tmt setup completion {bash, zsh, fish} --install

Exit Codes

The following exit codes are returned from tmt run. Note that you can use the --quiet option to completely disable output and only check for the exit code.


At least one test passed, there was no fail, warn or error.


There was a fail or warn identified, but no error.


Errors occurred during test execution.


No test results found.


Tests were executed, and all reported the skip result.


The list of available environment variables which can be used to adjust the execution.

Command Variables

The following environment variables can be used to modify behaviour of the tmt command.


Enable the desired debug level. Most of the commands support levels from 1 to 3. However, some of the plugins go even deeper when needed.


Path to a directory with additional plugins. Multiple paths separated with the : character can be provided as well.


Path to an alternative directory with config files. By default ~/.config/tmt is used.


Path to root directory containing run workdirs. Defaults to /var/tmp/tmt.


Disable colors in the output, both the actual output and logging messages. Output only plain, non-colored text.

Two variables are accepted, one with the usual TMT_ prefix, but tmt accepts also NO_COLOR to support the NO_COLOR effort, see https://no-color.org/ for more information.


Enforce colors in the output, both the actual output and logging messages. Might come handy when tmt's output streams are not terminal-like, yet its output would be displayed by tools with ANSI color support. This is often the case of various CI systems.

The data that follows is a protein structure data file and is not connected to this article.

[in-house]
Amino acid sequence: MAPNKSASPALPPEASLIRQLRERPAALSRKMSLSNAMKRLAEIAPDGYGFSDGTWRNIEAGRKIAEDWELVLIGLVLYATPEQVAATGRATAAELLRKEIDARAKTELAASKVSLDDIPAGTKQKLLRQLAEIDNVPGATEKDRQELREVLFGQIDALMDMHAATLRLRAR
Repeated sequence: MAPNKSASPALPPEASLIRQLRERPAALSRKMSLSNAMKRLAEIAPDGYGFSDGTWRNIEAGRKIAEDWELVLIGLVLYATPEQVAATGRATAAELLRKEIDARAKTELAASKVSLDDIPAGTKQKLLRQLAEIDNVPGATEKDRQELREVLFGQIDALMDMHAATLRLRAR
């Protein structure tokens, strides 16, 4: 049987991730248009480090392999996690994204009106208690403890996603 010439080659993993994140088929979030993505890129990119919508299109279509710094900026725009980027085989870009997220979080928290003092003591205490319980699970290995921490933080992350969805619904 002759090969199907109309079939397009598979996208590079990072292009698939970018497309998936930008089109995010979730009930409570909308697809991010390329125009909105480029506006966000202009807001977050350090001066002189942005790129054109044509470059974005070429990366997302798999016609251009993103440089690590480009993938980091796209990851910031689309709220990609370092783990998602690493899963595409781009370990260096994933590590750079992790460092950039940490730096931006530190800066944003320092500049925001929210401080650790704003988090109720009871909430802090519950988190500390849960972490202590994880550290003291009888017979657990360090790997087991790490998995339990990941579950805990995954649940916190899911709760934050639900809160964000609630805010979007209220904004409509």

Note that TMT_FORCE_COLOR takes priority over NO_COLOR and TMT_NO_COLOR. If user tries both to disable and enable colorization, output would be colorized.


By default, when tmt reports an error, the corresponding traceback is not printed out. When TMT_SHOW_TRACEBACK is set to any string except 0, traceback would be printed out. When set to full, traceback would list also local variables in each stack frame.


By default, the output width of commands like tmt * show is constrained to 79 characters. Set this variable to an integer to change the limit.


Variable pairs used to provide credentials to clone git repositories. Suffix identifies the pair and determines the order in which URL regexp is tried.

The TMT_GIT_CREDENTIALS_URL_<suffix> contains regexp to search against url to clone. For first successful search the content of the TMT_GIT_CREDENTIALS_VALUE_<suffix> variable is used as the credential value. When it is set to an empty string, unmodified url is used.

Example usage:

GitLab credentials need to contain nonempty username followed by colon and token value:


GitHub credentials contain just the token value:


The maximum number of retries to clone a git repository if it fails. By default, 3 attempts are done.


The interval (in seconds) to retry cloning a git repository again, 10 seconds by default.


Overall maximum time in seconds to clone a git repository. By default, the limit is not set.


How many seconds to wait for a guest to boot. Applies to provision plugins that control the guest creation, e.g. virtual. By default, it is 2 minutes.


How many seconds to wait for a connection to succeed after guest boot. By default, it is 2 minutes.


How many seconds to wait for a connection to succeed after guest reboot. By default, it is 10 minutes.


Every environment variable in this format would be treated as an SSH option, and passed to the -o option of ssh command. See man 5 ssh_config for the list of all options.

The environment variable name would be converted into an SSH option, e.g. export TMT_SSH_CONNECTION_ATTEMPTS=5 would become -oConnectionAttempts=5. export TMT_SSH_ConnectionAttempts=5 would also be accepted.